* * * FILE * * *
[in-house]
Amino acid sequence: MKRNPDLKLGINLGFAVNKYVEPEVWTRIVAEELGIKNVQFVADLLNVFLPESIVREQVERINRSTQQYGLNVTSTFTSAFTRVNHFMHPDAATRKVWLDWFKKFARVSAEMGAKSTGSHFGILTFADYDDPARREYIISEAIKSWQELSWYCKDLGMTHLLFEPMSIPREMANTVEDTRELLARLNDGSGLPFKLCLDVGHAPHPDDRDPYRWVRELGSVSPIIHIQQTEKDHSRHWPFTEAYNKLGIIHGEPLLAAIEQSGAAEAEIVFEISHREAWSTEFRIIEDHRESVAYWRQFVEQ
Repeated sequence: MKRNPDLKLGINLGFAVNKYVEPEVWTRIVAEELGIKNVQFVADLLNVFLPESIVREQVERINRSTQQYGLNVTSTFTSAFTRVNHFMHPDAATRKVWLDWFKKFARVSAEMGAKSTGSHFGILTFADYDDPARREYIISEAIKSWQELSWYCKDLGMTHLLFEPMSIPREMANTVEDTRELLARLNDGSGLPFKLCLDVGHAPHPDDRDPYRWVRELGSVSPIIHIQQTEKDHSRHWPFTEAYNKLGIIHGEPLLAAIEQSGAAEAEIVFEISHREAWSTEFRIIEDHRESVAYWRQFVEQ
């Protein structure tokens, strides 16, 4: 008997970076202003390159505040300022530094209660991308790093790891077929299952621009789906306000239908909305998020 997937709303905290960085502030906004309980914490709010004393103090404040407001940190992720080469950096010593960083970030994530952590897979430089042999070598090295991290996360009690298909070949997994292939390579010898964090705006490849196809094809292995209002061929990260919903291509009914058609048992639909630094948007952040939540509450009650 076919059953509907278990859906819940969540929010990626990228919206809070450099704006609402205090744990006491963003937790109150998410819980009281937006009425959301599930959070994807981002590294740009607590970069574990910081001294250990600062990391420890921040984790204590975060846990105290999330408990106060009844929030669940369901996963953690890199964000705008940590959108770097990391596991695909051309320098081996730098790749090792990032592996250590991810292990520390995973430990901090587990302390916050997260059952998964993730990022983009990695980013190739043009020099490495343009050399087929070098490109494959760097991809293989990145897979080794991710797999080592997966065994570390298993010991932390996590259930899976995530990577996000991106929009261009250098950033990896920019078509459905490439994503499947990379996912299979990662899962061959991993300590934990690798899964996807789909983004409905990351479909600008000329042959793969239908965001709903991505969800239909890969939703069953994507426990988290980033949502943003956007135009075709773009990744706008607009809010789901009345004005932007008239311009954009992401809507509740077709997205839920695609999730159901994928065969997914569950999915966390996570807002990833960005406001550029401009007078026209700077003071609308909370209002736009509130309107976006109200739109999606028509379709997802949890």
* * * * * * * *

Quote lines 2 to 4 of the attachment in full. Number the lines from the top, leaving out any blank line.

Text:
Amino acid sequence: MKRNPDLKLGINLGFAVNKYVEPEVWTRIVAEELGIKNVQFVADLLNVFLPESIVREQVERINRSTQQYGLNVTSTFTSAFTRVNHFMHPDAATRKVWLDWFKKFARVSAEMGAKSTGSHFGILTFADYDDPARREYIISEAIKSWQELSWYCKDLGMTHLLFEPMSIPREMANTVEDTRELLARLNDGSGLPFKLCLDVGHAPHPDDRDPYRWVRELGSVSPIIHIQQTEKDHSRHWPFTEAYNKLGIIHGEPLLAAIEQSGAAEAEIVFEISHREAWSTEFRIIEDHRESVAYWRQFVEQ
Repeated sequence: MKRNPDLKLGINLGFAVNKYVEPEVWTRIVAEELGIKNVQFVADLLNVFLPESIVREQVERINRSTQQYGLNVTSTFTSAFTRVNHFMHPDAATRKVWLDWFKKFARVSAEMGAKSTGSHFGILTFADYDDPARREYIISEAIKSWQELSWYCKDLGMTHLLFEPMSIPREMANTVEDTRELLARLNDGSGLPFKLCLDVGHAPHPDDRDPYRWVRELGSVSPIIHIQQTEKDHSRHWPFTEAYNKLGIIHGEPLLAAIEQSGAAEAEIVFEISHREAWSTEFRIIEDHRESVAYWRQFVEQ
């Protein structure tokens, strides 16, 4: 008997970076202003390159505040300022530094209660991308790093790891077929299952621009789906306000239908909305998020 997937709303905290960085502030906004309980914490709010004393103090404040407001940190992720080469950096010593960083970030994530952590897979430089042999070598090295991290996360009690298909070949997994292939390579010898964090705006490849196809094809292995209002061929990260919903291509009914058609048992639909630094948007952040939540509450009650 076919059953509907278990859906819940969540929010990626990228919206809070450099704006609402205090744990006491963003937790109150998410819980009281937006009425959301599930959070994807981002590294740009607590970069574990910081001294250990600062990391420890921040984790204590975060846990105290999330408990106060009844929030669940369901996963953690890199964000705008940590959108770097990391596991695909051309320098081996730098790749090792990032592996250590991810292990520390995973430990901090587990302390916050997260059952998964993730990022983009990695980013190739043009020099490495343009050399087929070098490109494959760097991809293989990145897979080794991710797999080592997966065994570390298993010991932390996590259930899976995530990577996000991106929009261009250098950033990896920019078509459905490439994503499947990379996912299979990662899962061959991993300590934990690798899964996807789909983004409905990351479909600008000329042959793969239908965001709903991505969800239909890969939703069953994507426990988290980033949502943003956007135009075709773009990744706008607009809010789901009345004005932007008239311009954009992401809507509740077709997205839920695609999730159901994928065969997914569950999915966390996570807002990833960005406001550029401009007078026209700077003071609308909370209002736009509130309107976006109200739109999606028509379709997802949890």